Thursday, 17 March 2016

In the first of our new, regular series of interviews with members of the Central community, we talk with Professor Sally Mackey, Professor of Applied Theatre and Performance and Associate Director (Research and Projects), about her AHRC research grant and her instrumental role in establishing Applied Theatre at the School.

 

Q:  How did this grant come about?

This is a Follow-on Funding award for Impact and Engagement from the Arts and Humanities Research Council (AHRC). It ‘follows’ a previous award from the AHRC, 'Challenging Concepts of "Liquid" Place through Performing Practices in Community Contexts'. That research took place in Aberystwyth, Oldham and the east end of London and looked at how a range of ‘everyday’ performance practices might provoke a shift in people’s perceptions of where they are. Those that are too embedded might re-view dull, quotidian places; people who are new to places might be eased into their location; some might think differently about places they fear. Challenging Place with its range of (sometimes bizarre!) performance practices allowed us to experiment with those ideas. Margaret Ames and Mike Pearson from Aberystwyth University were co-investigators on Challenging Place.

The AHRC offers the opportunity to apply for follow-on funding to ‘roll out’ the research practice into contexts not previously considered in the original research project. This is what we have done.

 

Q:  Tell us some more about your research; how does this new piece work build upon your previous research?

The new grant is called, somewhat lengthily, ‘Performing Places: working with local councils to reach new communities and facilitate wellbeing in living environments’. We’ve shortened it to Performing Local Places! It will do what it says on the tin, really. In this project, I’m working directly with two local authorities, Camden and Oldham Councils. The model of ‘Performing Place’ is taken into areas of  council ‘priority’. We are working with a department of social care in Camden and one of their ‘Supported Living’ projects, St Mungo’s. Adults with mental health issues will be the participants and we will see if this performance practice can encourage people to be more willing to consider semi-independent living rather than the fully supported living environment.

In Oldham, we are working with Oldham Theatre Workshop (as we did before) in a neighbourhood, Clarksfield, with a particular set of street residents comprising those who have lived there for some years with newly arrived and settled Roma people. We are looking at how performance practices can aid community dwelling in one place.

The Camden work will take place over a few months of weekly sessions; the Oldham project will be a week-long intensive (after a range of pre-engagements).

 

Q:  How will your work impact upon Central and the Local Community?

As always, it’s hoped that this project will raise the reputation of Central, its research and its reputation with working in communities – local and otherwise. Research at Central is varied and ‘world-leading’, often combining theoretical novelty with fine and distinctive practice. What excites me about Performing Local Places is that it takes ‘original’ research from Challenging Place and extends it or rolls it out further into two communities, one of which is literally on our doorstep. We will even be able to bring into Central the St Mungo’s residents for one of the’cultural’ visits we are planning.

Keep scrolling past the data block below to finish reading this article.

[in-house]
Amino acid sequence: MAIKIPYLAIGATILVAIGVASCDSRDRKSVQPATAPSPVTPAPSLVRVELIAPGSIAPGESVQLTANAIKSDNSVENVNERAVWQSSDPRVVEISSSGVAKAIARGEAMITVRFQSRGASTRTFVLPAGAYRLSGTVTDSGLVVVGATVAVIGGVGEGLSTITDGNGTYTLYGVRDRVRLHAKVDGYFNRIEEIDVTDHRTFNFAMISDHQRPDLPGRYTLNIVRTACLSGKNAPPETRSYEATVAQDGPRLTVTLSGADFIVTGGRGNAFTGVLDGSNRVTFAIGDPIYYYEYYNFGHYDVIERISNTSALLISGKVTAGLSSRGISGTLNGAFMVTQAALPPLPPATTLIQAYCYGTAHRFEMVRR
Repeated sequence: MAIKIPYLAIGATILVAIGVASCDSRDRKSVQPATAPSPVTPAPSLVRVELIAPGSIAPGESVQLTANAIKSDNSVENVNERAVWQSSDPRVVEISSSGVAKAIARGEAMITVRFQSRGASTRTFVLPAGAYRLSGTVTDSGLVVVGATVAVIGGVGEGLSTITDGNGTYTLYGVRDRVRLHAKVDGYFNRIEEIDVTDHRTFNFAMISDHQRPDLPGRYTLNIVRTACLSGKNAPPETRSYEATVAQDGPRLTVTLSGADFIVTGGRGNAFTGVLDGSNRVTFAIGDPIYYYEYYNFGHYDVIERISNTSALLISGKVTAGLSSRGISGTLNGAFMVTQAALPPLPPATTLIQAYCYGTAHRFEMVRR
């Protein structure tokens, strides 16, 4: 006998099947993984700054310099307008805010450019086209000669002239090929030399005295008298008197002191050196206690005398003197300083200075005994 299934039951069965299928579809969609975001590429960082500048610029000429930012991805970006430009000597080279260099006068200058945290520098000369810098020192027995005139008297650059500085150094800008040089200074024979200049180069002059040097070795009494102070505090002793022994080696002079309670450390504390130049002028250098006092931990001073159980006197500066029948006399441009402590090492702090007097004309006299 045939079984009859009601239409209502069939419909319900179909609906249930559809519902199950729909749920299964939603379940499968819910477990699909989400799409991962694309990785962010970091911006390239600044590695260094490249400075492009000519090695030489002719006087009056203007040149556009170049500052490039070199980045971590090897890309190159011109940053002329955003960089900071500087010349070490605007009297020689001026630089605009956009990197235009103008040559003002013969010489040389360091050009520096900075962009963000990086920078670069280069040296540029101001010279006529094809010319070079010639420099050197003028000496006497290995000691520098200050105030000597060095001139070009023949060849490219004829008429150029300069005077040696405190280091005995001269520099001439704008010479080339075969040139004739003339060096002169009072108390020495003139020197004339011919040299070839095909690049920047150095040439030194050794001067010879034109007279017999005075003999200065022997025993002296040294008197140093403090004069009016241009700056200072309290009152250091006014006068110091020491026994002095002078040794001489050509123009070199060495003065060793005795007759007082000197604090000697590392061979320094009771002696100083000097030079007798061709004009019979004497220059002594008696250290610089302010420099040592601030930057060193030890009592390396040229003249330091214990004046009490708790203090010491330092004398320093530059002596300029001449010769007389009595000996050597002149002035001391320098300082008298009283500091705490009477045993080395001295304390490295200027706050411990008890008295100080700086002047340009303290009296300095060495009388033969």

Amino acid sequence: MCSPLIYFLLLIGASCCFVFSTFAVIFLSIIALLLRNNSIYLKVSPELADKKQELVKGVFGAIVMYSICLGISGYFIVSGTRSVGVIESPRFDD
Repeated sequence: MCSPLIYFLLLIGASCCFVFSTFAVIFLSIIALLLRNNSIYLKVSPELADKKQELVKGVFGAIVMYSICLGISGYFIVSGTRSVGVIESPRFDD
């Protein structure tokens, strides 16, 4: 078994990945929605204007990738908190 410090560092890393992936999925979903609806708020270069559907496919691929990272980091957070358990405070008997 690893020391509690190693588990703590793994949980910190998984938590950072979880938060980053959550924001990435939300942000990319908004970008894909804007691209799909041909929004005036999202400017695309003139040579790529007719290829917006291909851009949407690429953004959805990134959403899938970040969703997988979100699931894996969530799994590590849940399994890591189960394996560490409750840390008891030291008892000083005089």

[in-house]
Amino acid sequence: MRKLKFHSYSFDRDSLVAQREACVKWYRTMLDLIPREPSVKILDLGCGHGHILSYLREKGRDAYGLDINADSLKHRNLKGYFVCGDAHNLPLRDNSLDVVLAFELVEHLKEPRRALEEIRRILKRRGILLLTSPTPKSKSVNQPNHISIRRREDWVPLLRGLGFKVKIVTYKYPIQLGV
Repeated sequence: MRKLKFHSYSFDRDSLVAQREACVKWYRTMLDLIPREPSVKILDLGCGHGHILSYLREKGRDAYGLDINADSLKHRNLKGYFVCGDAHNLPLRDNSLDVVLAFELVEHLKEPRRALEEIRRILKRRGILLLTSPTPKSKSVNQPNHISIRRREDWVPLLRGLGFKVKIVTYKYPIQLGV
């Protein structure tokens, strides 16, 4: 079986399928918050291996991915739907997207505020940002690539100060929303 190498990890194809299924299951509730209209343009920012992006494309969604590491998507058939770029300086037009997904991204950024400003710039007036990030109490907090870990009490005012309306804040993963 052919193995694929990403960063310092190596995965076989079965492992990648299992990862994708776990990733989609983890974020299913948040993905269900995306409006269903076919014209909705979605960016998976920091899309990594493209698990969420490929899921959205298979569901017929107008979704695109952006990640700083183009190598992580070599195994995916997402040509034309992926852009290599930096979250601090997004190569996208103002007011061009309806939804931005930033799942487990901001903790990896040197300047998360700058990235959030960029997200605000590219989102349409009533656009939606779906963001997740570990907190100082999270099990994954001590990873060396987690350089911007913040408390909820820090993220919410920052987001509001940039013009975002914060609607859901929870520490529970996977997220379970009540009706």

Q:  Central is consistently described as being at the forefront of Applied Theatre work, as well as our research been recognised as ‘world-leading’.  What is Applied Theatre? 

Applied theatre has been described variously. For me, it is theatre, drama, performance-related work that has a particular focus. This is that work is with participants, many of whom are not professionals, often taking place outside traditional theatre buildings and frequently concerns particular issues that affect the participants or that might be prevelant in society, affecting more than just the participants. It is something of an umbrella term to include a wide range of practices such as work with elders, theatre in prisons, theatre-in-education, work abroad in partnership with NGOs, theatre ‘for development’, specific community-focussed work (as in Oldham) and many more. Central applied staff have specialisms in health-related theatre, those who have experienced trauma, LGBTQ associated theatre and many others (including work specifically around locatedness and place!). Aesthetics of performance are very much part of the field and, often, performance is at the heart of applied work.

 

Q:  How does your work relate to the history of applied theatre at Central?

We have the largest field of applied staff and students in the world (we believe). This work grew, originally, from Drama Education and our teacher training, in the early 1990s. We have two key degrees: BA (Hons) Drama, Applied Theatre and Education (with a specific Writing for Performance pathway) and an MA Applied Theatre. Having founded ‘applied’ at Central, it’s fantastic to see how this work has grown and developed. My own interest in ‘Place’ grew from a BA project at the Minack Theatre in Cornwall. It developed when I did my PhD where the practice was with a number of graduates from the course (and some MA students). After that, I began to apply for research funding to take the work more closely into communities, using models that were originally thought through from that PhD. So there is a direct link with the applied work at Central! I’ve been very fortunate to work here and have all these opportunities.

I’ve been very fortunate to work here and have all these opportunities.

Professor Sally Mackey